Energy crisis is postponed?

Ambrose Evans-Pritchard

TEXT OF INTERVIEW

Bill Radke: There's a captivating headline in the British newspaper the Telegraph this morning -- "Energy crisis is postponed as new gas rescues the world." It's a report on last week's World Gas Conference in Buenos Aires. Writer Ambrose Evans-Pritchard says new advances in the extraction of natural gas from shale mean that the world will not run short of energy as soon as feared. Ambrose Evans-Pritchard joins us live from London. Good morning.

Ambrose Evans-Pritchard: Good morning. Well it's nice to have some good news for once.

Radke: It is. Tell us more about this technological advance.

Evans-Pritchard: Yeah, well we always underestimate the impact of scientists and engineers when they get thinking on something. And essentially what's happened is the combination of 3-D seismic imaging and some smashing or breaking up rocks, it's called, hydrofracturing or "fracking" in the trade. It's become so precise that they can free up what's called "tight gas" that's caught in these sedimentary rocks. And these rocks are really ubiquitous, or all over the world. There's a lot of it. Until now, people thought you couldn't really get it very easily, it's too expensive. But suddenly, in the last three years it's sort of catapulted. And at the Buenos Aires conference, you had the head of BP, you had the head of gas at Norway's Statoil, both coming out and saying it's just blowing their mind what's happening. It's completely changing the whole outlook for the gas industry for half a century. Massive reserves are coming on-stream that they didn't think would be available.

Radke: Ambrose your lead sentence is: "America is not going to bleed its wealth importing fuel." So tell us how is natural gas going to replace our imported oil?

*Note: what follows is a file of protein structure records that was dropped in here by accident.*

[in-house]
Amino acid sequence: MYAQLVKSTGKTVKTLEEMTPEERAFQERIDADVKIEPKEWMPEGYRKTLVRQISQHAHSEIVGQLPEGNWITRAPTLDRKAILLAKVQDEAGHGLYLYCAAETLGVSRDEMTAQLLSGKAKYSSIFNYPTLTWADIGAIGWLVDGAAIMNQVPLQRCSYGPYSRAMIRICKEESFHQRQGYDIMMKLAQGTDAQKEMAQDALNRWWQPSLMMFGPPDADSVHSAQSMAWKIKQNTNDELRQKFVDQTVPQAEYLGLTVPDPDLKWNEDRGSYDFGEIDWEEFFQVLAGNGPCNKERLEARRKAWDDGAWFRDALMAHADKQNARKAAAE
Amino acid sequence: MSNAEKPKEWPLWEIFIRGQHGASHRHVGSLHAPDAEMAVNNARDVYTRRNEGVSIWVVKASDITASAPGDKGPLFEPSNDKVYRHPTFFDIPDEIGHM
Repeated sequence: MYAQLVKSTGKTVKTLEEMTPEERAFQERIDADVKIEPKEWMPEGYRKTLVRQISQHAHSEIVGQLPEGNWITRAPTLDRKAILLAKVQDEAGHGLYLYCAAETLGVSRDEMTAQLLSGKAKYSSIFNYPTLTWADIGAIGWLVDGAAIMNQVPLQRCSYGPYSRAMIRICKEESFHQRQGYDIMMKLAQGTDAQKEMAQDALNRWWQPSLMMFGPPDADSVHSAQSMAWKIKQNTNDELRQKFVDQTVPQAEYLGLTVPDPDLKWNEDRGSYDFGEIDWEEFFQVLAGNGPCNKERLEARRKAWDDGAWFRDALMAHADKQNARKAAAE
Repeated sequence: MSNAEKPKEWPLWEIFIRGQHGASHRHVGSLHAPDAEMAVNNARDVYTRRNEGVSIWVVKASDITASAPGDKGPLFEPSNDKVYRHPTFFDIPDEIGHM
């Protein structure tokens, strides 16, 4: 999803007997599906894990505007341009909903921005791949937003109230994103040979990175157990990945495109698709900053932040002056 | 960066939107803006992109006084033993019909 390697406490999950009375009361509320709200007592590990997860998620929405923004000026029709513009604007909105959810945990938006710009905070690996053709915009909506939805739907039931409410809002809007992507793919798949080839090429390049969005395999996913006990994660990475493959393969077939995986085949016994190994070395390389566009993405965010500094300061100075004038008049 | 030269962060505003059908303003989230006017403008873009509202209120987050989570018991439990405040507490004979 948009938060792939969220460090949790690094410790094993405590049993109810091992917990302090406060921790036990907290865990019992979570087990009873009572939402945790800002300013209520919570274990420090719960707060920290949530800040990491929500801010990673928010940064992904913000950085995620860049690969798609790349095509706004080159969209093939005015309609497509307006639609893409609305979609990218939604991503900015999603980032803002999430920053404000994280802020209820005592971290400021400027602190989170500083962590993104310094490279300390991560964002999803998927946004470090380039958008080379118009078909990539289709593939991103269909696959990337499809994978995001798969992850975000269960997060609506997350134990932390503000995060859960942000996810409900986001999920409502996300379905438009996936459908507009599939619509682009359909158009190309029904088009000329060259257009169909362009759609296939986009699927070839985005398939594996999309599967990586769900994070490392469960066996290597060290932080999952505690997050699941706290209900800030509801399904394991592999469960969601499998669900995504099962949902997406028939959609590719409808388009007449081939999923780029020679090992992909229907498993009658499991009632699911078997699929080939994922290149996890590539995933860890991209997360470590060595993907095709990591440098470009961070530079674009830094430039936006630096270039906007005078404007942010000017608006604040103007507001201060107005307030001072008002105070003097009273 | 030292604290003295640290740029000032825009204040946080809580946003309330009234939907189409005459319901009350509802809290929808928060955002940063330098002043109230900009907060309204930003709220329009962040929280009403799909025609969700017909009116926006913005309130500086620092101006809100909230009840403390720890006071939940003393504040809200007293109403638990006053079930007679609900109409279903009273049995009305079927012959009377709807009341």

Evans-Pritchard: Well, I mean, firstly you're not going to have to import gas, or not nearly on the scale that was expected. You were preparing to import liquefied natural gas -- when it's transported in ships -- on quite a large scale as your own resources depleted. And suddenly you're not importing it anymore. And that's caused the world market of L&G gas to be flooded. The price has fallen very sharply, it's trading at half the level of long-term contracts. It's really changed the global gas market, firstly. That's the key thing. And that'll affect your import bill a lot. But also there's a spillover effect between gas and oil. Gas and oil, they can decouple for awhile, but they don't decouple forever. And as gas becomes much, much cheaper, then oil eventually will sort of come down to some degree with it. Because you can switch power stations, you can do all kinds of things from one to the other.

Radke: Right.

Evans-Pritchard: So it'll affect the whole energy balance. And since energy has been the biggest single cause of your massive, great current account deficits, if you can bring that under control, then there's the possibility that you could become a surplus country, which is amazing. I mean, it could happen within a few years.

Radke: The Telegraph's Ambrose Evans-Pritchard. Thank you so much.

Evans-Pritchard: It was a pleasure.

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